Arthritis and other rheumatic conditions costs our nation $128 billion each year – or 1.2% of the gross domestic product (in 2003). $81 billion of that cost is due to health care expenses, and $47 billion to lost earnings.

To learn more:

Medical care expenditures and earnings losses among persons with arthritis and other rheumatic conditions in 2003, and comparisons with 1997
http://www.ncbi.nlm.nih.gov/pubmed/17469096?dopt=AbstractPlus

CDC arthritis cost statistics
http://www.cdc.gov/arthritis/data_statistics/cost.htm

Adults with arthritis often have other chronic conditions and arthritis makes managing these other conditions more difficult:

  • Of these comorbid conditions—heart disease (49%), chronic respiratory conditions, obesity (31%), diabetes (47%), and stroke are among the most common
To learn more:

About arthritis comorbidity

About arthritis and anxiety and depression

Adults with arthritis are more likely to fall.

Because of physical limitations and disease progression over time, adults with arthritis are prone to falling. This could be because of pain, awkward gait, tripping or slipping easily, or not being able to “catch” themselves if they are off balance. Engaging regularly in balance activities, such as Tai Chi, has been shown to prevent falls and improve stability.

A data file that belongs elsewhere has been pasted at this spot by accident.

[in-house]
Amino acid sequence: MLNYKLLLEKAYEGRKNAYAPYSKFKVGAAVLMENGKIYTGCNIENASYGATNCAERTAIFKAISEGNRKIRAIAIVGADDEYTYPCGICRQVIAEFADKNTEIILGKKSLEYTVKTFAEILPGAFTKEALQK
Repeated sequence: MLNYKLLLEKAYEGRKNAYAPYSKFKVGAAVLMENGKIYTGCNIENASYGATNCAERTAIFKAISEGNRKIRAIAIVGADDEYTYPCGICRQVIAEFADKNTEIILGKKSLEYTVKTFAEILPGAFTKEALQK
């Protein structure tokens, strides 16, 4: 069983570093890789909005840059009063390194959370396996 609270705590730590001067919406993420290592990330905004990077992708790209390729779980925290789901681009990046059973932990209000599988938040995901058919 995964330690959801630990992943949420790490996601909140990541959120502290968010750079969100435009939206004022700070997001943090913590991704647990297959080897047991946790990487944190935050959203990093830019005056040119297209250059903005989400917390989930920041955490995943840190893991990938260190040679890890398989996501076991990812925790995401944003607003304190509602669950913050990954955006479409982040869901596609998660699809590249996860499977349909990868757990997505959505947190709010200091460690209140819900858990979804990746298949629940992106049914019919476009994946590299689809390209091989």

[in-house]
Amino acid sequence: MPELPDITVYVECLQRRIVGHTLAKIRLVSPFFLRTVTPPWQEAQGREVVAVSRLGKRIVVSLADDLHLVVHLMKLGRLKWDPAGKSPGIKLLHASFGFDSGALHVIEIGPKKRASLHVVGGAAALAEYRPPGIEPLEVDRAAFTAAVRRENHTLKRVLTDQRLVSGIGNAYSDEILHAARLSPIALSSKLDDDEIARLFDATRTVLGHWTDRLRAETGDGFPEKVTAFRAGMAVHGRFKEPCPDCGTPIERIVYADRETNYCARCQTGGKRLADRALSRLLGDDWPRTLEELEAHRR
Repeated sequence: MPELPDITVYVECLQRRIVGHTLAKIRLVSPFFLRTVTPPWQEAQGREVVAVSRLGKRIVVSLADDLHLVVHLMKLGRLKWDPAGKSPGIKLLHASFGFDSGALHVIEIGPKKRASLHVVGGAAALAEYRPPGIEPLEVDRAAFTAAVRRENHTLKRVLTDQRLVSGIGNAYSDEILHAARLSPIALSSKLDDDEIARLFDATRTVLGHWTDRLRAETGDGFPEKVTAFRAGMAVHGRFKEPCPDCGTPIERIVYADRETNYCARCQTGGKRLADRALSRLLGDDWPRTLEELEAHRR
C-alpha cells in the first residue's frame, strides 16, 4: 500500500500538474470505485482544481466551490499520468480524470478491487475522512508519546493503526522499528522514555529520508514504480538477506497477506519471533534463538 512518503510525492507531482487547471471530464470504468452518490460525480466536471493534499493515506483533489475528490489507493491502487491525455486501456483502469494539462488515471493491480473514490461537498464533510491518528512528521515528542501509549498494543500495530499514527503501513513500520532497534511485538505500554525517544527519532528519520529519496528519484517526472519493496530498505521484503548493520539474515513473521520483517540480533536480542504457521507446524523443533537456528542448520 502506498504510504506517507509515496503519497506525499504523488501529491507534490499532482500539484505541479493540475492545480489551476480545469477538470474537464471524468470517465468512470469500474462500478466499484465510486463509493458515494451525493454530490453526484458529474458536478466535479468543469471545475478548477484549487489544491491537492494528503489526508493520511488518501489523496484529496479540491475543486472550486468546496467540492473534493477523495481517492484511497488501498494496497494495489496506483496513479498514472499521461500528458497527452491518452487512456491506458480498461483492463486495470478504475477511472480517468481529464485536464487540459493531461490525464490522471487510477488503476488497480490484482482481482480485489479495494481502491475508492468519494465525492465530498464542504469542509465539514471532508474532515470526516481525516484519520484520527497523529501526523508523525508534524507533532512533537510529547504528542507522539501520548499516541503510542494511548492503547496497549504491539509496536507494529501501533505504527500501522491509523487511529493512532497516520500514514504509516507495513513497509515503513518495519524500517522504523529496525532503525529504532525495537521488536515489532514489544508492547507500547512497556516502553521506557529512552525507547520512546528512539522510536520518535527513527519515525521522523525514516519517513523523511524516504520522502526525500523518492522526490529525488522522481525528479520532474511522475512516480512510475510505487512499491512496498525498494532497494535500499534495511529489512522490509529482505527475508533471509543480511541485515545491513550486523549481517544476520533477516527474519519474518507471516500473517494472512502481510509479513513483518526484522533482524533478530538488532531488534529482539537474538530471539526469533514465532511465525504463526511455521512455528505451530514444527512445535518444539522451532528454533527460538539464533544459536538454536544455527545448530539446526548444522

To learn more:

About Tai-chi

CDC Compendium of Effective Fall Interventions: What Works for Community-Dwelling Older Adults, 2nd Edition

Physical activity benefits all adults — INCLUDING adults with arthritis.

  • It offers immediate and measurable health benefits: decreased pain, delayed onset of disability, and improved physical functioning, mood, and independence.
  • It also enhances quality of life, aerobic capacity, and muscle strength.
  • It is a low-cost, effective, and sustain­able approach to arthritis management.
To learn more:

Arthritis Foundation publications on fitness and nutrition